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Discussion in 'Mathematics' started by languidone, Aug 23, 2010.

  1. GCSE Mathematics Grade Boundaries 1380 – June 2010

    A* A B C D E F G
    1380 1F 75 60 45 31 17
    1380 2F 78 63 48 34 20
    1380 3H 89 69 49 30 18 12
    1380 4H 90 72 54 36 21 13

    A* A B C D E F G
    1380F 153 123 94 65 36
    1380H 176 141 103 66 39 25

    Grades for GCSE on the Higher tier papers are set by examiners at A, C and D by looking at the work of candidates and using statistical evidence. Once that has been done, the boundaries for grade B are set to be midway between A and C. A* is then calculated arithmetically so that the boundary for grade A falls midway between those for A* and B.

    The percentages of students gaining each grade is thus set for A to E, but the QCA Code of Practice allows us to adjust the overall A* boundary in the light of statistical evidence to maintain standards over time. The examiners decided that a boundary of 179 would not have given a consistent percentage of A* grades this year, so it was adjusted to 176 to allow 4.8% of A* grades (in line with the figure for last summer).
  2. Here's the same for OCR linear
    GCSE Mathematics A thresholds (J512 - linear) - June 2010


  3. Nazard

    Nazard New commenter

    No comprendo!
    Is the bottom table supposed to be the sum of the figures for those grades/tier from the top table? If not, where do the figures in the lower table come from? If they are then why don't they add up right?
  4. DM

    DM New commenter

    The A* boundary is set by applying a linear formula to the A/B boundaries. An adjustment (some would call it a fiddle) is then applied to make sure the right percentage of students attain A*.
  5. DM

    DM New commenter

    So, Naz, it isn't supposed to add up.
  6. As a point of interest are there ever any figures published that show what percentage of pupils sitting the foundation exam actually managed to get a C grade. I know we are told the overall figures receiving a C grade but I would like to see the figures broken down into those coming from a foundation exam and those from a higher exam.
  7. Nazard

    Nazard New commenter

    Jolly good!
    So you can get an A on the first paper, an A on the second paper and come out with an A* overall? Something in the water (does not compute)...

  8. DM

    DM New commenter

  9. Nazard

    Nazard New commenter

    No - this is completely different. I found the Examiner's Report (on the good ol' Emporium!) - the final paragraph reads:
    Everyone clear about that? Good!
    So - if grades rise ... then they rise. If they would have fallen ... then they are "inconsistent", so they are adjusted to be "in line with previous years".
  10. Nazard

    Nazard New commenter

    Edexcel used to publish these - I found them for Summer 2005 on the Emporium. But that was for the old 3-tier exam (still fondly remembered and sadly missed. Sniff.).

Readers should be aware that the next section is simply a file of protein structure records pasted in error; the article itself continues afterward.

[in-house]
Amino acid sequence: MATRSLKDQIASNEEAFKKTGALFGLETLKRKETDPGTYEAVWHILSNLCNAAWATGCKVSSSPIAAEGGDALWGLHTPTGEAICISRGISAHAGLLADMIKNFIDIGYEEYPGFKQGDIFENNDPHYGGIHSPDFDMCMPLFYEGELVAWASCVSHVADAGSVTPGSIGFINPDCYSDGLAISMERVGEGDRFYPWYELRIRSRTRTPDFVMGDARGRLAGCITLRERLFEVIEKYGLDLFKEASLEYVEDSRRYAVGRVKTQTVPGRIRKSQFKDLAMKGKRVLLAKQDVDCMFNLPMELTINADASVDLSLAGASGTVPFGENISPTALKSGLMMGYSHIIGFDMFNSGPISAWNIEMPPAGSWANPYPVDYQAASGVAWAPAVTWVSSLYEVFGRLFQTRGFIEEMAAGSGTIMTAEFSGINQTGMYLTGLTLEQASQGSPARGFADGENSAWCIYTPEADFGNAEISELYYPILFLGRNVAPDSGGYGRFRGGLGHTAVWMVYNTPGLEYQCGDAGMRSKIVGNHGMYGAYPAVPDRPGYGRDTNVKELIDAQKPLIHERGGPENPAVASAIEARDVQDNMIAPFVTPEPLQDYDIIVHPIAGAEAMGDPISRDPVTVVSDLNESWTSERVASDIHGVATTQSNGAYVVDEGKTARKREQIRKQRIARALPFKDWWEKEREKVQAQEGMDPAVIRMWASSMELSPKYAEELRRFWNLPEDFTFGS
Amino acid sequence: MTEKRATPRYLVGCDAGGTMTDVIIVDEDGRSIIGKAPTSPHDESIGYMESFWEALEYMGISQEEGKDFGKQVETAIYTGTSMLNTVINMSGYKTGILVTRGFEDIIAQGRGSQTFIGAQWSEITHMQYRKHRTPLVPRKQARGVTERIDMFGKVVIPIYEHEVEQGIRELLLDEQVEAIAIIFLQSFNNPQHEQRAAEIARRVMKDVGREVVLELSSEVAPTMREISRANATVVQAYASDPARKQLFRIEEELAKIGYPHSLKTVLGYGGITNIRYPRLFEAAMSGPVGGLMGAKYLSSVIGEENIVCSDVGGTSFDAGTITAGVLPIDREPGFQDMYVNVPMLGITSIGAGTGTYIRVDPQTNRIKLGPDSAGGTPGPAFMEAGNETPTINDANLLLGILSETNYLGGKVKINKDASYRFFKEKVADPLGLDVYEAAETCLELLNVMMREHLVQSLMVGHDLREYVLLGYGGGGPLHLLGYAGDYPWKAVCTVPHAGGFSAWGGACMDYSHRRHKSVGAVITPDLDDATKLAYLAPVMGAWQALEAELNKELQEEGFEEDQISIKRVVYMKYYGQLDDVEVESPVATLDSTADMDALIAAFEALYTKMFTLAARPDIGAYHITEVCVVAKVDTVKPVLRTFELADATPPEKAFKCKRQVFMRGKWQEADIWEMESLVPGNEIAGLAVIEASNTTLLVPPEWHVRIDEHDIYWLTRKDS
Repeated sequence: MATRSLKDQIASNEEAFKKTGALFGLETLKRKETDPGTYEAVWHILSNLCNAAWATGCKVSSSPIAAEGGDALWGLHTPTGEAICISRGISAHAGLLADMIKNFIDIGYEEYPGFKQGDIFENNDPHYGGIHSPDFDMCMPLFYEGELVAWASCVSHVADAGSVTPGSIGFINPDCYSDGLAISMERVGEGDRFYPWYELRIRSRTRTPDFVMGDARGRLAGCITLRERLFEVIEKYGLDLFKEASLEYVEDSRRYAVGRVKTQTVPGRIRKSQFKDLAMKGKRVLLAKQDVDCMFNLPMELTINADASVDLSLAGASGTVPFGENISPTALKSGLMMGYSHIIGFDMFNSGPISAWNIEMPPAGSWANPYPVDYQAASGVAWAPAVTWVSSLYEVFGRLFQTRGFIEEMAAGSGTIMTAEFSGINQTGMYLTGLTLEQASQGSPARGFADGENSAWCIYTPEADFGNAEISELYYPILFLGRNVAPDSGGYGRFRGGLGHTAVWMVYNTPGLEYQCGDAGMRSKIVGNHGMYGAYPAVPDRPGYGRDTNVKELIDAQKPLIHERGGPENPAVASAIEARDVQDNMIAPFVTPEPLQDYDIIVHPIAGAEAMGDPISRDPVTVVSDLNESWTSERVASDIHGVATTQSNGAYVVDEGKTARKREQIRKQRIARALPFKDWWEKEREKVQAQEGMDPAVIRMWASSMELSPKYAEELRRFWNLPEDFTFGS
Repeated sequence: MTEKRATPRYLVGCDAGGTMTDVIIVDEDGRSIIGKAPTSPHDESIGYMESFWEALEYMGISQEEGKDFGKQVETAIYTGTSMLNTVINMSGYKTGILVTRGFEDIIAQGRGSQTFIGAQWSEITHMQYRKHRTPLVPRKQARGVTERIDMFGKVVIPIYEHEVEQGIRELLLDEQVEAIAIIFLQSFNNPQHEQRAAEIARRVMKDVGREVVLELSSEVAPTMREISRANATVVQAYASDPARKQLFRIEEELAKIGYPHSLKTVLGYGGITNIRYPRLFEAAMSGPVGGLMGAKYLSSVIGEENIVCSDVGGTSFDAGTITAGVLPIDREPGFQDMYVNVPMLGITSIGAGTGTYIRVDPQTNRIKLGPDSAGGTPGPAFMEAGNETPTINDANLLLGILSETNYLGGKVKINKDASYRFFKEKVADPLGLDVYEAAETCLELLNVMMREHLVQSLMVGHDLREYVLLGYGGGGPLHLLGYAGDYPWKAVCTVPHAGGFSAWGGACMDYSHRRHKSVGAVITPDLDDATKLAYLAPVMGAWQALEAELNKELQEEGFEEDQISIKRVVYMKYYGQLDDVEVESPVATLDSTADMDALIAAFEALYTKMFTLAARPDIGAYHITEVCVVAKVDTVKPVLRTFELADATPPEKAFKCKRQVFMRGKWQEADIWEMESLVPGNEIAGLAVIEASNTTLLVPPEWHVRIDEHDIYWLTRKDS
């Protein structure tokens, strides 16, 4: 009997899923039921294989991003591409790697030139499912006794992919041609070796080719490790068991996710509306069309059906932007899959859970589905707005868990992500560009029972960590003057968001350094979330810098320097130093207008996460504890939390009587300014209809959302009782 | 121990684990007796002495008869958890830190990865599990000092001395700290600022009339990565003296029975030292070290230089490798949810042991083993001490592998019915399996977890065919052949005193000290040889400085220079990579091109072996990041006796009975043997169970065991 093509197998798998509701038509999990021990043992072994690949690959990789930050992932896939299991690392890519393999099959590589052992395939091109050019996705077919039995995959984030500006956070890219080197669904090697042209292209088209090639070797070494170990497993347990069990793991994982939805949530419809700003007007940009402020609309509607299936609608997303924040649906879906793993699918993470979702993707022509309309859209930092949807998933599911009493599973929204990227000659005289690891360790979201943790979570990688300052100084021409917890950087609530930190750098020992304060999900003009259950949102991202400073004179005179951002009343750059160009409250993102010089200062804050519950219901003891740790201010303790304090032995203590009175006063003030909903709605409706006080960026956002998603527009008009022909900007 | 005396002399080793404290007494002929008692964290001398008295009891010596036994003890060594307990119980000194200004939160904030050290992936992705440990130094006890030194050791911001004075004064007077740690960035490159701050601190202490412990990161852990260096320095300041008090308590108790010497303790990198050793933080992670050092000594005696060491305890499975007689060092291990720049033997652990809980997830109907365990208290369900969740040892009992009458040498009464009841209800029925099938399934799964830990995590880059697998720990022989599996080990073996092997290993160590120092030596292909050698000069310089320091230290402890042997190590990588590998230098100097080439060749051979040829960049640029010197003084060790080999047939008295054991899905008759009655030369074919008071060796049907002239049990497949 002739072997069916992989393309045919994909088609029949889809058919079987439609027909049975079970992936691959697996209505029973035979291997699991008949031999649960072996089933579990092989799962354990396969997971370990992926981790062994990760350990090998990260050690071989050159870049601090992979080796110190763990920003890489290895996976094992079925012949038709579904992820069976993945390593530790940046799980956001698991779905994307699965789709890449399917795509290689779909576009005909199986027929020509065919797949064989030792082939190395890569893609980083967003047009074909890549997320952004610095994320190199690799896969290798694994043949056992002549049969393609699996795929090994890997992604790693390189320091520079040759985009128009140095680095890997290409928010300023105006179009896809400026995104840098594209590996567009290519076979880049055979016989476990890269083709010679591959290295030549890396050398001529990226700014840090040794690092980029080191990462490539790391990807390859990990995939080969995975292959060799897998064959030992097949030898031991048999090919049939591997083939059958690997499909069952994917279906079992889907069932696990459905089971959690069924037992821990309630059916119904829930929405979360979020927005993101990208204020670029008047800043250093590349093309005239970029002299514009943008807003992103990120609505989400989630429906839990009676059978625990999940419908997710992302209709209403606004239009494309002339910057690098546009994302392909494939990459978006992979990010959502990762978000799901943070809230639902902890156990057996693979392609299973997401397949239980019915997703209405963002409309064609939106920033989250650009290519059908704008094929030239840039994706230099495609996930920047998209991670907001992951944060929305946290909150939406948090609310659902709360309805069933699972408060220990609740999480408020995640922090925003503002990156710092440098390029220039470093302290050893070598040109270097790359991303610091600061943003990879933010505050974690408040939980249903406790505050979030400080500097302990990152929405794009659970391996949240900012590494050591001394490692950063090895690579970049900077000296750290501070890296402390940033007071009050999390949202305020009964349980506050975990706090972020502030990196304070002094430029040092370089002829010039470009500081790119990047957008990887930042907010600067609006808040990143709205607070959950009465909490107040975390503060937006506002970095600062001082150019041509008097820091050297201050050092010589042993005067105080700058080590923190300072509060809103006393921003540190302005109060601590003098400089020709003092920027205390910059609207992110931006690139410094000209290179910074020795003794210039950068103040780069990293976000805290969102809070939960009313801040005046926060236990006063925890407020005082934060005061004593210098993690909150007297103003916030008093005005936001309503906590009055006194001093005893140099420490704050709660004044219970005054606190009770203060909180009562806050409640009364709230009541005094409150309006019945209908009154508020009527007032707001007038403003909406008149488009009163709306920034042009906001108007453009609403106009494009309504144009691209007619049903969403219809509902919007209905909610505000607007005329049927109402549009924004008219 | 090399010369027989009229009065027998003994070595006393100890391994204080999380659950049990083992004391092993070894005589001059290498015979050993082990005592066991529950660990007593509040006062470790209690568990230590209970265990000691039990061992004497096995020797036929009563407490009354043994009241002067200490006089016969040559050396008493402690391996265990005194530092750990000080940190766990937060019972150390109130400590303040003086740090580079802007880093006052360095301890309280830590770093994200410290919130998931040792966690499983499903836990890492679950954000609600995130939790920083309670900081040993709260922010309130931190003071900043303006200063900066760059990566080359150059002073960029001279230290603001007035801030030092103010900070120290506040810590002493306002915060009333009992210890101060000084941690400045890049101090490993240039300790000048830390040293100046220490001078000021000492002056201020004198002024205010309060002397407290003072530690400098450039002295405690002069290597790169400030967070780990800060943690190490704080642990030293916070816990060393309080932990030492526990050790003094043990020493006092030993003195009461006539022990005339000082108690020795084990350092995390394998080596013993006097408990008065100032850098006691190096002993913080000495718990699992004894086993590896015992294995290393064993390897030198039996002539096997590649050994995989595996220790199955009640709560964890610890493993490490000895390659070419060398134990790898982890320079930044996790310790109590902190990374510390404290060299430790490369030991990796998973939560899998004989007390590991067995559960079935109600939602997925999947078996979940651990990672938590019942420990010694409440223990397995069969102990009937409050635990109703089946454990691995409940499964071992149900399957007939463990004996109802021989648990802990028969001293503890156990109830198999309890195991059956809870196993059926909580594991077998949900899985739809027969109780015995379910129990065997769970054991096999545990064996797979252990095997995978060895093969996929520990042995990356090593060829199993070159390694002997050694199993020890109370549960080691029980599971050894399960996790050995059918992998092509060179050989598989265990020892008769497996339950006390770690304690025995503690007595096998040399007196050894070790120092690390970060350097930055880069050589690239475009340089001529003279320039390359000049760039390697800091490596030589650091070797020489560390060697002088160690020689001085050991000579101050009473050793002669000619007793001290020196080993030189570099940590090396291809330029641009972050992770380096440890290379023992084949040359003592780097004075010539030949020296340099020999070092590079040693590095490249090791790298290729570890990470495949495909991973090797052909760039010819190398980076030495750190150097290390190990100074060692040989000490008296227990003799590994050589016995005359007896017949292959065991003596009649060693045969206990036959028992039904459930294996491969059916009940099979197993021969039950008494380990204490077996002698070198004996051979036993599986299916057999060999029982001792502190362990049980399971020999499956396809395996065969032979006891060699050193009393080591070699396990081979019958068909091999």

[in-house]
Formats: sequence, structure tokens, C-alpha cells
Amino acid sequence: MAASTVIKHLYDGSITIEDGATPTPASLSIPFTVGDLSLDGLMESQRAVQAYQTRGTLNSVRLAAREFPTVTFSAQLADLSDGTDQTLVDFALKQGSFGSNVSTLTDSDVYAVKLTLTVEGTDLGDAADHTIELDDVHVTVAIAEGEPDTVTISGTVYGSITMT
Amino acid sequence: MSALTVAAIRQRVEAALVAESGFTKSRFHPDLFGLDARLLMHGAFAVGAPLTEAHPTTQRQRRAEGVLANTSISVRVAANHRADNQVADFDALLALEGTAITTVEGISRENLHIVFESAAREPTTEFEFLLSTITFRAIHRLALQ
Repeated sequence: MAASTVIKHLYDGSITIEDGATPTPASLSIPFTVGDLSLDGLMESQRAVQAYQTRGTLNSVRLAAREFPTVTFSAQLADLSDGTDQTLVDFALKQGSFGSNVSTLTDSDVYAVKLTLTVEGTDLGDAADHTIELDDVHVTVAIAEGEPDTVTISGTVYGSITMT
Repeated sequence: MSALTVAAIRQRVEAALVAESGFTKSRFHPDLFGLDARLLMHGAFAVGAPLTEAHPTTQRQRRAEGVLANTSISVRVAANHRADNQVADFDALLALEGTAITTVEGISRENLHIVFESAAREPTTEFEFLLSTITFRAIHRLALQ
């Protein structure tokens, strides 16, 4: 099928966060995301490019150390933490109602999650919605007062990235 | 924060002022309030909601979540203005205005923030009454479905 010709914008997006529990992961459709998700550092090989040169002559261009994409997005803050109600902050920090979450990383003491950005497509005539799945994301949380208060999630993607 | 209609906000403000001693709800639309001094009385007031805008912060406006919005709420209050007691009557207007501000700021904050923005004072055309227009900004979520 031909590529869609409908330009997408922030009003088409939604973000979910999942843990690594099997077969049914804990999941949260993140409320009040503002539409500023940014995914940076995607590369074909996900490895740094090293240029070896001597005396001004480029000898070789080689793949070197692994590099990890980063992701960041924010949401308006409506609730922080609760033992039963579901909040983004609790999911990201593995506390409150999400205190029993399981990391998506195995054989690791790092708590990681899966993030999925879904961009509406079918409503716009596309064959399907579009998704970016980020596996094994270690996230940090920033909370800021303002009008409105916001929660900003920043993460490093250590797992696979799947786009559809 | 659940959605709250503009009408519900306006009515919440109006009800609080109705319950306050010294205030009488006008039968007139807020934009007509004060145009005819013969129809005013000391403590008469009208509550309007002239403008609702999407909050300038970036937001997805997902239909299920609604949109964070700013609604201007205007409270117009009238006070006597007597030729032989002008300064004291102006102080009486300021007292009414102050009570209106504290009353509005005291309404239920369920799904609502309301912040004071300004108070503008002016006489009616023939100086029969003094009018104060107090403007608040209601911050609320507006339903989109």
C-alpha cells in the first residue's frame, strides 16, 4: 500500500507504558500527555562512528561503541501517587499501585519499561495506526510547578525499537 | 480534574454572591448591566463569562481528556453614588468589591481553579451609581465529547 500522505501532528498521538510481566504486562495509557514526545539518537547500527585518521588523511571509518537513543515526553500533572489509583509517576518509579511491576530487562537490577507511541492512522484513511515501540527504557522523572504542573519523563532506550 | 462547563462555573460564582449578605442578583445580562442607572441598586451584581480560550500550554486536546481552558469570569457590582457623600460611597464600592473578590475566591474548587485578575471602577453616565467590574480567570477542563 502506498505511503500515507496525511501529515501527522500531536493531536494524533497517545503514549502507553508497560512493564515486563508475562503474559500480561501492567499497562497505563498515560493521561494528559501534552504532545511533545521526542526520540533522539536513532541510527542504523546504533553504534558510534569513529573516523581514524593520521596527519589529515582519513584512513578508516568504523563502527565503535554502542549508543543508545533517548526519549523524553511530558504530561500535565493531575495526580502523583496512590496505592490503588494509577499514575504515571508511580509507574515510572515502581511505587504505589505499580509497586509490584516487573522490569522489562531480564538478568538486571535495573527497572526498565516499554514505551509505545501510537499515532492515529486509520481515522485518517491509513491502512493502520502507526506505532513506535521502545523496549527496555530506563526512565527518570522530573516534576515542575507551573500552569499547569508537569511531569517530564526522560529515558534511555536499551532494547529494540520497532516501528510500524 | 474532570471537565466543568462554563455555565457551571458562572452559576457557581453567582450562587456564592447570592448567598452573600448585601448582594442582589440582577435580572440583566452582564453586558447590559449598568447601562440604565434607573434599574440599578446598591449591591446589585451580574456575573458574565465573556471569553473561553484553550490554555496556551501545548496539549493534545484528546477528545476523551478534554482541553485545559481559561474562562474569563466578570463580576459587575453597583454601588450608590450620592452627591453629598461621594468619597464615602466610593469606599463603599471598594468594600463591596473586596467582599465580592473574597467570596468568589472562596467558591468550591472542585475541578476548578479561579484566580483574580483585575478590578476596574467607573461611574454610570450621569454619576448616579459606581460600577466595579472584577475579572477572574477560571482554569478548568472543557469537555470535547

Edexcel no longer appear to produce these ... unless they are accessible via ResultsPlus (or whatever it's called)? Is it possible to download these as a comparison for your own pupils?
  11. DM

    DM New commenter

    I'll be using ResultsPlus tomorrow so I will report back. I think from memory it does not separate the Tiers.
    The A* boundary jiggle has happened for the last three sittings of the Linear exam and happened back in the past too so is nothing new.
  12. Nazard

    Nazard New commenter

    Hold on. So the fictitious, made-up, fabricated A* boundary this time was created to bring it into line with the results from the previous year ... which were created by using a similarly fictitious grade boundary based on the results from the year before that ... which were also made up?
  13. DM

    DM New commenter

    Now you are catching on. Welcome to the world of "rising standards".
  14. GoldMaths

    GoldMaths New commenter

    Anyone got Boundaries for Statistics GCSE?
  15. A* 71
    A 58
    B 45
    C 32
    D 23

    Foundation C 55
  16. Nazard

    Nazard New commenter

    Which awarding body?
    I assume that if you do Edexcel you can find them on the Emporium. Not sure about AQA, though.
  17. GoldMaths

    GoldMaths New commenter

    Superb, thanQ
  18. DM, what I'm really interested in seeing what effect the C grade in the foundation exam has really had. I believe the students have to get at least 85% to gain a C grade, which I would have thought was very difficult for most students sitting the foundation papers. As this is a significant overlap area between the two exam types statistics about the percentage C grades from each exam would be very useful.
  19. DM

    DM New commenter

    I looked at Results Plus yesterday ic3g1r1 but it does not show the grade contribution from each Tier.
  20. Our results were 75.1% A*-C in Maths overall. 36.9% achieved Grade C of these 93.75% were at Foundation and 6.25% at Higher, all the remaining Higher students achieved A*-B. All of the students who looked weak at the Trial and who didn't need or weren't targeted above a C were changed to Foundation tier. I know there is a big debate over this but it has worked for us this year as our results are 10.3% upon last year and 5.1% over the target set by the LT. The 76.5% required to get a C at Foundation doesn't seem to have lost us (m) any passes at C.

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